Nawaz Sharif Calls Musharraf a Coward, Asks Judiciary to Bring Him Back
Pervez Musharraf is facing treason charges in Pakistan for imposing emergency rule in November 2007, arresting judges and limiting their powers.
File photo of Nawaz Sharif. (Reuters)
Lahore: Pakistan's ousted prime minister Nawaz Sharif on Friday called former military dictator Pervez Musharraf a "big coward" and asked the country's judiciary to bring him back from self-exile and make him accountable for his crimes.
Musharraf is facing treason charges in Pakistan for imposing emergency rule in November 2007, arresting judges and limiting their powers.
He could face the death penalty, if convicted Musharraf, 75, who came to power in a bloodless coup in 1999, has been living in Dubai since last year when he was allowed to leave Pakistan on the pretext of medical treatment.
Sharif, 68, called Musharraf a "big coward" and said he should be brought to justice.
"Musharraf is a big coward who is hiding abroad. If any courage is left in him he should return and face cases against him," Sharif said, adding Musharraf had abrogated the Constitution and he must be punished for that.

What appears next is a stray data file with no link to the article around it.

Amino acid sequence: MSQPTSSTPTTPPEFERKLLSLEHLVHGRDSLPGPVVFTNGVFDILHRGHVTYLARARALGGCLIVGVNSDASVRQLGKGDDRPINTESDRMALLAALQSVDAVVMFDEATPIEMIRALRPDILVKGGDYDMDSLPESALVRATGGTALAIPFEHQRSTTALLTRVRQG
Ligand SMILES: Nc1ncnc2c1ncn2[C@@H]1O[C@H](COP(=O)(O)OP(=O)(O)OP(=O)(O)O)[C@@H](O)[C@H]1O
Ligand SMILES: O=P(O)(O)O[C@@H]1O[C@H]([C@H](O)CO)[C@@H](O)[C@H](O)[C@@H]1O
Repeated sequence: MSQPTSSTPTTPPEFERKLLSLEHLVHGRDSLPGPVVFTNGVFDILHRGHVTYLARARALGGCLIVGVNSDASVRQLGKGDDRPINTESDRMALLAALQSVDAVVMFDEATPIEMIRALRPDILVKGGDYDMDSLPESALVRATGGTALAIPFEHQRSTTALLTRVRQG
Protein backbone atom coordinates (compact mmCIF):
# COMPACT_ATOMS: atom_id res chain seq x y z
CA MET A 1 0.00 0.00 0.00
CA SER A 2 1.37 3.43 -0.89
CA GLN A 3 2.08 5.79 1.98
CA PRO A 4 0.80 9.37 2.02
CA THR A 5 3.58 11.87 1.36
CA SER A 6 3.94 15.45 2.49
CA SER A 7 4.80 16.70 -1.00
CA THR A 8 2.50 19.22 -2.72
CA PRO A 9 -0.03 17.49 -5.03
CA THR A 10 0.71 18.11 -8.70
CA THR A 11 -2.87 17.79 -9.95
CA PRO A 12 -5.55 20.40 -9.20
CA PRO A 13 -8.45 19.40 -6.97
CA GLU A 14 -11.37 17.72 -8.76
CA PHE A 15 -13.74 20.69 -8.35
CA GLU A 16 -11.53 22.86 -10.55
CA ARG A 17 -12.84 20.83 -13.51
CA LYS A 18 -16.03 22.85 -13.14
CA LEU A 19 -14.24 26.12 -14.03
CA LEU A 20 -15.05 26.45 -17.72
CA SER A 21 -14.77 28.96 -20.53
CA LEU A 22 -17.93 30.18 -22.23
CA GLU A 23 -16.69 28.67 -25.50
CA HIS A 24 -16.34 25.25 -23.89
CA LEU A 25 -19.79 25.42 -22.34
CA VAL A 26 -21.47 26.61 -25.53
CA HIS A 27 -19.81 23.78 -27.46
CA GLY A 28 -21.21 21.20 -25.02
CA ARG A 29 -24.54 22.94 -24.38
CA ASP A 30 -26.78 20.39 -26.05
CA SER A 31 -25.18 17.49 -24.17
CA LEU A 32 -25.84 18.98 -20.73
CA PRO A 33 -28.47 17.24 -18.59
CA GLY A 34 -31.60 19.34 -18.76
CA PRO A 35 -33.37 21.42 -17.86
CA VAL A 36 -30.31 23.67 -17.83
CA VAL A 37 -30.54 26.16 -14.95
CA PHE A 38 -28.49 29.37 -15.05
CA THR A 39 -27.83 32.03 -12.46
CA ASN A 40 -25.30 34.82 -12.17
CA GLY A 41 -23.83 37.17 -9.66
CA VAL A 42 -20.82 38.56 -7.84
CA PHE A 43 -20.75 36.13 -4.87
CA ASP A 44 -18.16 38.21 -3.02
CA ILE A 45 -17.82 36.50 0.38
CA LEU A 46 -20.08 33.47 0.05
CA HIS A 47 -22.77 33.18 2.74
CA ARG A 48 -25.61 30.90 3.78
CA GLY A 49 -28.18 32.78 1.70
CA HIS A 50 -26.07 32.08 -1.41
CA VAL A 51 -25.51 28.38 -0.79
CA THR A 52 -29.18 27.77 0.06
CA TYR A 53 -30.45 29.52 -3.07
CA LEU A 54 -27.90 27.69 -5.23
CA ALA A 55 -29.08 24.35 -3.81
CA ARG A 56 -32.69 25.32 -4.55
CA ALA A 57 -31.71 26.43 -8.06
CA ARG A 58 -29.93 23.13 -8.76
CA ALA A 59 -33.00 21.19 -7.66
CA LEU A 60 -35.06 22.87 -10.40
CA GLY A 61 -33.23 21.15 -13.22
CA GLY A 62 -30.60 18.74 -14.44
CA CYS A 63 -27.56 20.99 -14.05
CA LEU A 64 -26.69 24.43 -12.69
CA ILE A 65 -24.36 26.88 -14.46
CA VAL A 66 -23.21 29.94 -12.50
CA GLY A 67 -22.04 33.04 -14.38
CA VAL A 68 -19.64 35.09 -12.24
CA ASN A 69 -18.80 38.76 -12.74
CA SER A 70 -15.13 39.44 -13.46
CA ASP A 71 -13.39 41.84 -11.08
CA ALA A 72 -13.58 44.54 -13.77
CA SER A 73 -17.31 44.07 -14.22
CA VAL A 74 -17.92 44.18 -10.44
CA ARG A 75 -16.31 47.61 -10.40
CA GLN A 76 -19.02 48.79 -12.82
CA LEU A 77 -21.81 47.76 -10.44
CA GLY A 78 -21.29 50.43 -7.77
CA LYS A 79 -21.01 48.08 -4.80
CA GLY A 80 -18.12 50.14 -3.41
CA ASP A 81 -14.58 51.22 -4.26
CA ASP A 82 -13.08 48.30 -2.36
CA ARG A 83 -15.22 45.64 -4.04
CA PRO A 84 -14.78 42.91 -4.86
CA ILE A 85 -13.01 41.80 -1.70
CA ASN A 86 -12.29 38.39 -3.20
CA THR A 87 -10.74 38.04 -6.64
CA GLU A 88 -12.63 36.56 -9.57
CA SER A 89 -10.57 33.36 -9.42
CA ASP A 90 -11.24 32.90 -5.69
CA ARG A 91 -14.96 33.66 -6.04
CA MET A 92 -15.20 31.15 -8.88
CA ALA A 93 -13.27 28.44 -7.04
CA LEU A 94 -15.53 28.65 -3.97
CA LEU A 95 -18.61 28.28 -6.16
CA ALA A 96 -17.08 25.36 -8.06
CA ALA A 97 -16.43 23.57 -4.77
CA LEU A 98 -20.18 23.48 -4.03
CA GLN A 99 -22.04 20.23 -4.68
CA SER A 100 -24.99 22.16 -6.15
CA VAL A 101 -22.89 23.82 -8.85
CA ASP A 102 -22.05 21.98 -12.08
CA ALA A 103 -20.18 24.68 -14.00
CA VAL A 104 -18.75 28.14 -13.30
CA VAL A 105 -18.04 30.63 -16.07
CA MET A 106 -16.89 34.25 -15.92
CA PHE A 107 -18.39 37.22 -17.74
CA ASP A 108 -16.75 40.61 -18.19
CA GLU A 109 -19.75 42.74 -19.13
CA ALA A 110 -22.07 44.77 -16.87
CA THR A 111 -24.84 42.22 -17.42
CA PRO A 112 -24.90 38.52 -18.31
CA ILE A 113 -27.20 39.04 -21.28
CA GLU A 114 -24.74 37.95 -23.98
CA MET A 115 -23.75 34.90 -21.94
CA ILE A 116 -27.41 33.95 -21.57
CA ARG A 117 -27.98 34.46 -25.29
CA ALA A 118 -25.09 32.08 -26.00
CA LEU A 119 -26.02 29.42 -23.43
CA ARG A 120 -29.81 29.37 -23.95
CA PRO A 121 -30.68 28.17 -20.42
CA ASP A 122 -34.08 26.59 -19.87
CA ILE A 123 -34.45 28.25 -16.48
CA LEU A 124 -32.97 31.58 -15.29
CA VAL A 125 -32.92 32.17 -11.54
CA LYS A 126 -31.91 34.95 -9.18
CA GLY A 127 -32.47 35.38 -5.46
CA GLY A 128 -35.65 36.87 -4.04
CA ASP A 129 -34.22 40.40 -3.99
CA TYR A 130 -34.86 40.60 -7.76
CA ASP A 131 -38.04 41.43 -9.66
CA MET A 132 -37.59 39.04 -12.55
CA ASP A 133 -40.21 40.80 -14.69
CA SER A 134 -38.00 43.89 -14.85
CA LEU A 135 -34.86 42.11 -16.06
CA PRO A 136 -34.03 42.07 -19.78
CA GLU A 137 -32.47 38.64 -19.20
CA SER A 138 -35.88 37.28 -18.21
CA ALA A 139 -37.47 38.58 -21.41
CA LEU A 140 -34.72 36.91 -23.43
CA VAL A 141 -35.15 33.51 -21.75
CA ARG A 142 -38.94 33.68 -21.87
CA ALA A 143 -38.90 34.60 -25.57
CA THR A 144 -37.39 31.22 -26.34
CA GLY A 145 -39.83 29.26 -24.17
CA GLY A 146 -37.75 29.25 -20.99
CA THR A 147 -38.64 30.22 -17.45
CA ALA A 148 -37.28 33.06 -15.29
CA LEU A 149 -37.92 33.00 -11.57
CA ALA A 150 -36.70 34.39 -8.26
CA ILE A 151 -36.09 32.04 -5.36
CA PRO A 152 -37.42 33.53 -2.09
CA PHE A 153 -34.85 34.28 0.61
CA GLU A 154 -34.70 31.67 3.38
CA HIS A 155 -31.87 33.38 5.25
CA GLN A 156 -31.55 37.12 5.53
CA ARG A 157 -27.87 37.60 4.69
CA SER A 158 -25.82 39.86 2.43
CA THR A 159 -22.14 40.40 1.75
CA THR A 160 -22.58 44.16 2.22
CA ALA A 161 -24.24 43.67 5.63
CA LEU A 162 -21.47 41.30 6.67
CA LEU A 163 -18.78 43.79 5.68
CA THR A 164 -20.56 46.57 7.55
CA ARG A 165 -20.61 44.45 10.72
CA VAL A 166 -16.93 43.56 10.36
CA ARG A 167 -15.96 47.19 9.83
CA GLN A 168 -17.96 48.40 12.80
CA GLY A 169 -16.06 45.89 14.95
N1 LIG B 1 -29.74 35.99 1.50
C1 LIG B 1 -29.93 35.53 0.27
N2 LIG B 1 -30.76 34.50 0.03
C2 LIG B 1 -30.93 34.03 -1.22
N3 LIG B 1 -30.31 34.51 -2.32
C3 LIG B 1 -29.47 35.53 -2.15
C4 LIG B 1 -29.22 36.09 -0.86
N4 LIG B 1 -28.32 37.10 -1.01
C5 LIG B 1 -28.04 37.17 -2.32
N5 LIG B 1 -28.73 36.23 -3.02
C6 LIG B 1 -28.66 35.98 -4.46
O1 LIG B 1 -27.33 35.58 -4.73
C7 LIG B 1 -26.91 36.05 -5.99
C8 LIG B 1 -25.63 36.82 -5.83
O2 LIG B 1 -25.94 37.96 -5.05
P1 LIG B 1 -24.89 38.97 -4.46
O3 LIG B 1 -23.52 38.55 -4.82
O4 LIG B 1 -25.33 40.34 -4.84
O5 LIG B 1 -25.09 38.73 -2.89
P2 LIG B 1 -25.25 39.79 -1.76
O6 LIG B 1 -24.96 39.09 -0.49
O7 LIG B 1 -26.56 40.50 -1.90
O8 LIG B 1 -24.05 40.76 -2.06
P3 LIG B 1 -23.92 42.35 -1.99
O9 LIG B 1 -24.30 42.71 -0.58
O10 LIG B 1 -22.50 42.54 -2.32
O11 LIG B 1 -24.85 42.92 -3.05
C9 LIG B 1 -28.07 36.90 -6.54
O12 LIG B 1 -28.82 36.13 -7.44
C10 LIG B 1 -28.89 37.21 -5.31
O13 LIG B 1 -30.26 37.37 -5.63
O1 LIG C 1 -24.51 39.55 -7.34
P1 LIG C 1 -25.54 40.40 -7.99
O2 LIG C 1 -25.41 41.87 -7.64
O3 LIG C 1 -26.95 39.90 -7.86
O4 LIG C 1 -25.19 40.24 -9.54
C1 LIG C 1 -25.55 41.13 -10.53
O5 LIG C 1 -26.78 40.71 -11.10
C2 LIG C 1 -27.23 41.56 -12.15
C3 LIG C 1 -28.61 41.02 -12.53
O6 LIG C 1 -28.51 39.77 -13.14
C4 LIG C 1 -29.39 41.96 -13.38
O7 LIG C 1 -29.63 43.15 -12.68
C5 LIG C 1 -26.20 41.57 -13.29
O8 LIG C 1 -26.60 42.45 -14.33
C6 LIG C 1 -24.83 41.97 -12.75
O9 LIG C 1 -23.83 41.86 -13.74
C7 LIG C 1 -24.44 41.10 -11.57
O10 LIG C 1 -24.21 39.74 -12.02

"We will soon bring this traitor to justice," Sharif pledged and demanded the judiciary to bring Musharraf back and make him accountable for his sins.
"This coward man is making excuses of his bad health to extend his stay abroad. Time is not far away to bring such traitors to justice," Sharif said.
Musharraf had toppled Sharif's government in 1999. He remained in power till 2008. Sharif who returned to power in 2013 instituted a treason case against Musharraf who left the country in 2016 when the apex court allowed him to travel abroad on medical grounds.
Sharif's comments came a day after Pakistan Peoples Party (PPP) Chairman Bilawal Bhutto accused Musharraf of killing his mother Benazir Bhutto.
Bilawal said his mother paid the price for fighting against the dictatorship and Musharraf got her killed.
"Pervez Musharraf directly threatened my mother that the guarantee of her security upon her return to Pakistan depended on Bhutto's cooperation with the government. I personally hold Pervez Musharraf responsible for the assassination of my mother," he said.
Musharraf, however, dismissed Bilawal's claim, saying some "rouge" elements in the establishment might have been involved in her killing.
Benazir, the Pakistan Peoples Party chief and a two-time prime minister, was killed along with more than 20 people in a gun and bomb attack in Rawalpindi's Liaquat Bagh during an election campaign rally on December 27, 2007. She was 54.
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